Tomorrow, this “museum mouse” shall be in Leeuwarden, once again, to visit the Frisian Museum! Therefore, it seemed about time to publish an English translation of my review of their last exhibition, that was published in Kelten (*click*). Celtic/Viking art styles cheat sheet included! 😉
SUMMARY: The Frisian Museum (Leeuwarden) offered a notably nuanced view of the Vikings with its recent exhibition “We Vikings”. Aimed at a general audience, the exhibition stressed the many cross-cultural contacts and (trading) links between the Scandinavian and Carolingian world which came together in early medieval Frisia, as well as in the early medieval North Sea and Insular world at large. In her report on her visit to the exhibition, Martine Mussies stresses the further connections between the Scandinavian North and the Celtic West.
From 19 October 2019 to 15 March 2020, the Fries Museum (Leeuwarden) presented a ‘blockbuster’ exhibition: “We Vikings”. This exhibition sketched a nuanced picture of the presence of the looting Vikings in what was then Frisia – an area stretching from Belgium to Germany – from 810 A.D. After giving some background information about this exhibition and the purpose of the curators, I will tell you what made this exhibition extra fascinating for people interested in Celtic art and crafts.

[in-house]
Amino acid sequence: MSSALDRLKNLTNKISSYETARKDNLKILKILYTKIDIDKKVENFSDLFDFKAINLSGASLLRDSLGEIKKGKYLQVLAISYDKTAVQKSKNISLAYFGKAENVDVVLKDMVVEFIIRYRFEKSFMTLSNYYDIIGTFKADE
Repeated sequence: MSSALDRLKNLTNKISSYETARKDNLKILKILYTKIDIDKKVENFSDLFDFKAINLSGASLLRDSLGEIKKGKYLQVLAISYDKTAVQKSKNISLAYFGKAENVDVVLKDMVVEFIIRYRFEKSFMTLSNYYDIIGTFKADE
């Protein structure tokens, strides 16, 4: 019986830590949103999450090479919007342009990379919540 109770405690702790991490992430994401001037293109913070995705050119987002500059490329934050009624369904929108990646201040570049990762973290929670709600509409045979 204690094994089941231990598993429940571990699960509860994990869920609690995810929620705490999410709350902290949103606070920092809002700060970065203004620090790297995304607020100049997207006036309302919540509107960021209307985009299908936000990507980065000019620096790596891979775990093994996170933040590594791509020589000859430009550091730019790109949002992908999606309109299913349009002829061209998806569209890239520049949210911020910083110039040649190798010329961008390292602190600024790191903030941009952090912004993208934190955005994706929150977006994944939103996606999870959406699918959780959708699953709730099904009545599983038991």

The Vikings are hot. And no, I do not just mean the actors who play Ragnar, Rollo, Uhtred and consorts in the Netlix series. Viking Studies’ is also a flourishing field of research in the academic world. Medievalist Nelleke IJssennagger is one of the Dutch researchers who specialises in the Viking era. As curator of the Frisian Museum, she obtained her PhD at the University of Groningen in 2017 on the special position of Frisia in the Viking era. With her thesis “Central because liminal” she showed that in Frisia the world of the Vikings coincided with the world of the Franks. Her research was further developed and deepened by her successor (as curator) Diana Spiekhout. And that led to this exhibition: six rooms full of artefacts – many from the museum’s own collection, some borrowed – and a replica of the 15-metre-long warship Skuldelev V. This ship is impressively beautiful. Fast, light, manoeuvrable and flexible. Built by maritime engineering students of the ROC Friese Poort and decorated with shields made by Sebastiaan Pelsmaeker of RemainingHistory.com. The latter also provided various workshops at the exhibition, such as leather working and making a knife. On the wall behind the ship images were projected of the violence of nature, symbolising the stormy times. Children ran around the ship for the final assignments of their fun treasure hunt, on which they as young Vikings – with helmets and swords – went in search of their supposedly kidnapped Viking brother.